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The six schools needed for the Tri-Cities over next decade

The cost for school land in Coquitlam City Centre is up 32% from last year, staff say.
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SD43 says it needs 27 acres to build six new schools, including five in Coquitlam and one in Port Moody.

As students return to school next Tuesday, Sept. 5, officials with School District 43 (SD43) are looking for land to build six more schools over the next decade to meet demand.

According to a report that went before Coquitlam city council last month, the school district needs a total of 27 acres for five sites in Coquitlam and one in Port Moody.

The properties are expected to be bought within the next five years for about $192.7 million, states the 2023 Eligible School Sites resolution passed by the board in June.

In Coquitlam, the school district has identified the following schools that are needed, of which three are on Burke Mountain, one in Fraser Mills and one in the City Centre:

  • Marigold Elementary (1350 Pollard Ave.)
    • According to a report from Andrew Merrill, Coquitlam's general manager of planning and development, SD43 has now secured its land through agreements with the municipality and Wesbild, a major developer in Northeast Coquitlam; the site will be transferred to the school district once the site servicing is complete.
  • Riverwalk Elementary
    • A school need in this undeveloped neighbourhood, close to the Coquitlam River and north of David Avenue, was designated in the Official Community Plan in 2001; however, the location and timing of the school are undetermined as the city plans Riverwalk — the third phase in the city’s Northwest Burke Vision plan.
  • Hazel–Coy Elementary
    • The city and SD43 continue to talk about a school site in the semi-rural neighbourhood — the first phase in the city's Northwest Burke Vision.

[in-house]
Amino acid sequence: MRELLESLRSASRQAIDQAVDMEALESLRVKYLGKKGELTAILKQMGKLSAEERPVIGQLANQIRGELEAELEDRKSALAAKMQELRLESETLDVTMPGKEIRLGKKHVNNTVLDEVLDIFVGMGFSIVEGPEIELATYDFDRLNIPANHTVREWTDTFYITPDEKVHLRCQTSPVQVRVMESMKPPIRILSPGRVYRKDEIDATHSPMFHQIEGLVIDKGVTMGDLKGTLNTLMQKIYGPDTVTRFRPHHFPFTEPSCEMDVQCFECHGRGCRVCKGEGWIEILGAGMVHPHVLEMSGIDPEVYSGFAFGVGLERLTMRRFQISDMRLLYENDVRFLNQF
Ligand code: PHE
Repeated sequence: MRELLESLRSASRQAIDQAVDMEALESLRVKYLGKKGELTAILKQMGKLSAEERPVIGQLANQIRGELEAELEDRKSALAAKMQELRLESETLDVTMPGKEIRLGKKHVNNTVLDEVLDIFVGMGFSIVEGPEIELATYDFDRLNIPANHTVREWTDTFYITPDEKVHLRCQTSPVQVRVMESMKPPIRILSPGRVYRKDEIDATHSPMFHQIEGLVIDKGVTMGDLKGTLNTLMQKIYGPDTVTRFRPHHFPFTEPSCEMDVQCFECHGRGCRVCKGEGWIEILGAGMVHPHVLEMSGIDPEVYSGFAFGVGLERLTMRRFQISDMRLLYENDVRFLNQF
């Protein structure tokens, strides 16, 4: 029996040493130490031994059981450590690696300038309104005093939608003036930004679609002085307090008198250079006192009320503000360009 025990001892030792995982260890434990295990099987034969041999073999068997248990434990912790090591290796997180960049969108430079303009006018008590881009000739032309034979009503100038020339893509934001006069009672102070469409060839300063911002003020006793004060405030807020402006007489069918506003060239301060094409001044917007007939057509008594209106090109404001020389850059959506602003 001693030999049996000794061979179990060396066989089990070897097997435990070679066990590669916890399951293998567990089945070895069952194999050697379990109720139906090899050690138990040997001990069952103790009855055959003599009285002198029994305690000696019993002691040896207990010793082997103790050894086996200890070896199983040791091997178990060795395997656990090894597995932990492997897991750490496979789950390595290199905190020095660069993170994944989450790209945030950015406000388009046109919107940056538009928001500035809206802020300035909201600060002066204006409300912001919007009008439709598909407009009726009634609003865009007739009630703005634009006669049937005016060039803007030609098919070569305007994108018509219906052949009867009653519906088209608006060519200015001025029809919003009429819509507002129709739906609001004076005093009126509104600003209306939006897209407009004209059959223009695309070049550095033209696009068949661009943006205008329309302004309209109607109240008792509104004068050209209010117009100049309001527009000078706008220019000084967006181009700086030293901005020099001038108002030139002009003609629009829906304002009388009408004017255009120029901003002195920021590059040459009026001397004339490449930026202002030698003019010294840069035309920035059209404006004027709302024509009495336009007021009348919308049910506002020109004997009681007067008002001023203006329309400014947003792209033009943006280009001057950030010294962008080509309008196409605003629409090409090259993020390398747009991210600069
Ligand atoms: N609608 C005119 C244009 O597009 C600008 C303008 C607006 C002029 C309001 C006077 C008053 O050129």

• Fraser Mills Elementary
    • With Beedie Living starting construction on its southwestern parcel off United Boulevard, the school district is eyeing a three-acre site for an "urban school" that will fit into the city’s Waterfront Village Centre Neighbourhood Plan.
  • Coquitlam City Centre Elementary
    • Similar to the compact urban school model that will be used at Fraser Mills, a three-acre school site is sought for the city’s downtown core that will fit into the City Centre Area Plan — a blueprint adopted by city council in 2020 that will see about 25,000 more residents in the neighbourhood over the next 25 years.

In passing the annual Ten-Year Eligible School Sites (ESS) proposal for 2023–2033, Coquitlam Coun. Dennis Marsden called on the provincial government to hurry up with school construction in the district.

"I have a dream that, one day, we'll have a school that doesn't need portables right away," he told council on July 17.

"I don't know if that will come to fruition, but one can hope."

The ESS proposal, which — under the Local Government Act — municipal councils must accept or reject within 60 days of receipt, is based on housing projections provided to the school district, as well as an estimate of the number of students who will living in the new homes.

Coquitlam provides a 10-year housing forecast to the school district each year that’s based on growth projections from Metro Vancouver, a review of the city's current development application data and a breakdown of development trends.

In his July 10 report, Merrill wrote that the estimated land costs for the Marigold, Hazel–Coy and Riverwalk sites have shot up 25 per cent over the past year, and 32 per cent for a City Centre property.

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